Gay.com Sorta Covers Lebanon, Almost
Remy is a member of the Montreal chapter of Helem, an Arabic acronym for "Lebanese Protection for Lesbians, Gays, Bisexuals and Transgender People." As Israel massed tanks and troops on the Lebanese border July 21 in readiness for a likely ground invasion, Remy shared with Gay.com some background on the crisis in Beirut, its impact on LGBT people, and his feelings about the upcoming observation of WorldPride in Jerusalem.And here's the interview:
Helem is a Lebanese group, which started in Lebanon, so we are always in close contact with the chapter there. Helem has the one and only LGBT center in the Arab world. That center is now being offered by Helem as a relief center for refugees. Helem is offering its offices, computers, Internet access and volunteers to help with the crisis.
The thing Helem Beirut members miss the most (as gay people) is probably the fact that they can't be together right now. Everyone is with his or her family, and some are giving volunteer time in different places, so they are not meeting every week as they used to; they don't gather and do group activities. I suspect they are going back to a stage of isolation -- being gay, and having to stay within the mainstream community (which can be difficult for some who have had Helem as a support for a while now).
Gays and lesbians have always lived in Lebanon (and other Arab countries) a life of isolation and fear. The law is against us (article 534 of the Lebanese penal code). Society is against us; religion is against us. All we have is each other . . . and Helem (the Dream!). We are seeing an evolution in mentalities (younger people are more open-minded than older generations), but things are changing slowly.
Lebanon has always been known for its more modern way of living and thinking than other Arab countries. Gay clubs, gay shops, gay cafes and restaurants were starting to allow LGBT people to lead a kind of normal life. I say "kind of" because even though there seems to be more freedom for gays to meet and go clubbing and organize events, it is still a sense of freedom, an impression that we are free at last. But living as a gay man or woman is still a day-by-day situation: You never know when the government will decide Helem is not allowed to exist anymore, or when the government will start jailing LGBT people. But the situation was more or less improving.
I was personally in Lebanon for three weeks last spring, and I was very impressed by how far we have gone as LGBT community. Gays and lesbians are working as a community. They are supporting each other, doing business with each other, empowering each other, clubbing with each other. It could be seen as creating a ghetto, but that ghetto is doing wonders because LGBT people now rely on themselves and each other instead of relying on heterosexual society. [...]
WorldPride in Jerusalem -- a parade for love and acceptance in an occupied land, a land which knows no acceptance nor love? Helem supports the international boycott of Jerusalem WorldPride. Lebanese (and many other Arabs) have no right to enter Jerusalem. If our passports are stamped by Israel, we are considered to be fraternizing with the enemy or condemned for treason.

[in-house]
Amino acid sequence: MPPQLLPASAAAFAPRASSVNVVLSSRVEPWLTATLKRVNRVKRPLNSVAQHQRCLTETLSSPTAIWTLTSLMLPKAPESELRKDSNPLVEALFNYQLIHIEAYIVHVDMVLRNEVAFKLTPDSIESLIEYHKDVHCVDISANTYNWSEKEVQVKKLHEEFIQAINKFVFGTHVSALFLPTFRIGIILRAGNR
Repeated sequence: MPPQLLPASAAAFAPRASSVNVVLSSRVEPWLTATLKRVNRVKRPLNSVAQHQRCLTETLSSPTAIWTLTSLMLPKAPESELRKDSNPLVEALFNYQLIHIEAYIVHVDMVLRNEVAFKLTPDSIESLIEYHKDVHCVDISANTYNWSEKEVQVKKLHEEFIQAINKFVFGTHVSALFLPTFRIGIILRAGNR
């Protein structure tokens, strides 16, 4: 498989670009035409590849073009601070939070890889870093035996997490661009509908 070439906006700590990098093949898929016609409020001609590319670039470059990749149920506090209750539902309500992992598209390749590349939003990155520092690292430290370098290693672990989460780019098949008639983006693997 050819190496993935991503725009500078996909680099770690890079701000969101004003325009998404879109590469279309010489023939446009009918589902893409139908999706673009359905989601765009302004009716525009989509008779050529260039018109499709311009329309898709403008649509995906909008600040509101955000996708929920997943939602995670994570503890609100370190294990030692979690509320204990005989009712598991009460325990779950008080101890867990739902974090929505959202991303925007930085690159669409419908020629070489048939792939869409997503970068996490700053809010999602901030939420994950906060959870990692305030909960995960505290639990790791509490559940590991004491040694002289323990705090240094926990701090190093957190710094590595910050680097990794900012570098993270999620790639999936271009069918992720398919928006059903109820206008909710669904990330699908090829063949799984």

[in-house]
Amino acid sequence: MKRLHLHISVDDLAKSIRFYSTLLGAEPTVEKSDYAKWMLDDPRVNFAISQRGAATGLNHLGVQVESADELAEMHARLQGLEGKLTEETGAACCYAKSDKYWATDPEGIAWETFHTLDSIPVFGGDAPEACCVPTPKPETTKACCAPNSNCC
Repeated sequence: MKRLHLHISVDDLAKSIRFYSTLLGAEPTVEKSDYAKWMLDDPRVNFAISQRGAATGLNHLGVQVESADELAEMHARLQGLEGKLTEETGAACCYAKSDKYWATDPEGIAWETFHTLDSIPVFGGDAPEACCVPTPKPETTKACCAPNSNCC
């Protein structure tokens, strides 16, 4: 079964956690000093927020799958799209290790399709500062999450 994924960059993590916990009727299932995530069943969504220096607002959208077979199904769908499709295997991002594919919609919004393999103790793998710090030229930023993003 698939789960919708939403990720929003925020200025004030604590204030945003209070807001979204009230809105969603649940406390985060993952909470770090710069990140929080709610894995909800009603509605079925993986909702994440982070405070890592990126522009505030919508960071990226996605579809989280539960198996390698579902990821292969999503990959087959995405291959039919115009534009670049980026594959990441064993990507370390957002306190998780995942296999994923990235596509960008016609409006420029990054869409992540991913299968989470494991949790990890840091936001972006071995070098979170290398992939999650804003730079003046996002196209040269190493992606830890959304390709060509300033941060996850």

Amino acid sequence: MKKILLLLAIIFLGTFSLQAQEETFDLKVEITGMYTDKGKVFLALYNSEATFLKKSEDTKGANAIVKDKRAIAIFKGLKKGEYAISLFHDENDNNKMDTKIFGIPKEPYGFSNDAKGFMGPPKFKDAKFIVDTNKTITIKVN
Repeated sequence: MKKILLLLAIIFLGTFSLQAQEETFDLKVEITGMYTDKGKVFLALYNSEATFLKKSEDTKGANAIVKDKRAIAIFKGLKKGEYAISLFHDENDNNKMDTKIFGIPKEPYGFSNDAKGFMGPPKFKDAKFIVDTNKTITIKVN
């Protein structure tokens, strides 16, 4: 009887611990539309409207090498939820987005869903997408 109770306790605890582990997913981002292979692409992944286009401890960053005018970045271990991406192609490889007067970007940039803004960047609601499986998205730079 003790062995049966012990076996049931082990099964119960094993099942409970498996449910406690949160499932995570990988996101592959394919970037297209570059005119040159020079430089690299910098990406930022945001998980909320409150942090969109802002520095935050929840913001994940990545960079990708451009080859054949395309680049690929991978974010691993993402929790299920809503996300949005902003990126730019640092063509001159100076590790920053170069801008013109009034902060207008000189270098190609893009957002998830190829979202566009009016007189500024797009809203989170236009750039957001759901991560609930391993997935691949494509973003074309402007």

Right now, Helem Lebanon (as well as Helem Paris and Helem Montreal) is putting all its efforts toward the crisis in Lebanon in different ways: volunteering in Beirut, fundraising in Paris, marching for visibilty and fundraising in Montreal. Our main priority right now is to save Lebanon.
As Israel massed tanks and troops on the Lebanese border July 21 in readiness for a likely ground invasion, a Lebanese member of Helem, an Arabic acronym for "Lebanese Protection for Lesbians, Gays, Bisexuals and Transgender People," made time for a short interview with Gay.com about the current situation in Beirut and what it's like to be gay in wartime.Even though I'm glad Gay.com is covering the Arab World, the articles aren't very informative.
What's happening with gay people there now? Are gay clubs closing?
Almost all the clubs -- gay and nongay -- are closed since the Israeli aggression, so I suppose that means the gay clubs are closed.
How is the war affecting gay people in Lebanon?
The war is affecting gay people the same way it is affecting straight people for the moment. It is depressing for both gay and nongay people to see that all the effort Lebanese people have made for the past 15 years has been destroyed within five days.
Are gays able to support one another at this time?
Helem Lebanon joined a network of NGOs (nongovernmental organizations) working to provide aid for refugees coming to Beirut from south Lebanon and the city's southern suburb. We also suspended our normal activities and transformed our offices to a relief center. Somehow it is nice to see gay and heterosexual people working together to help the refugees.
That is all I can say for the moment -- but I will provide you with more information when possible.
In the first article, why did Gay.com not consult anyone in Beirut to get information? Helem liss phone numbers on its webpage, can Gay.com not afford an international call? It seems like simple journalistic methodology to me.
In the second article, why is gay clubs the first thing they ask about? How superficial! Plus, who is this guy they're talking to? Is he someone who's word is important? Also, al-Fil told me that his friends are still going to gay clubs. Is he lying?
I'd like to find out more details on what Helem is doing in Beirut, not about World Pride, which is not so important now, or on the status of the clubbing scene. Nice try, Gay.com. Next time, do some legwork.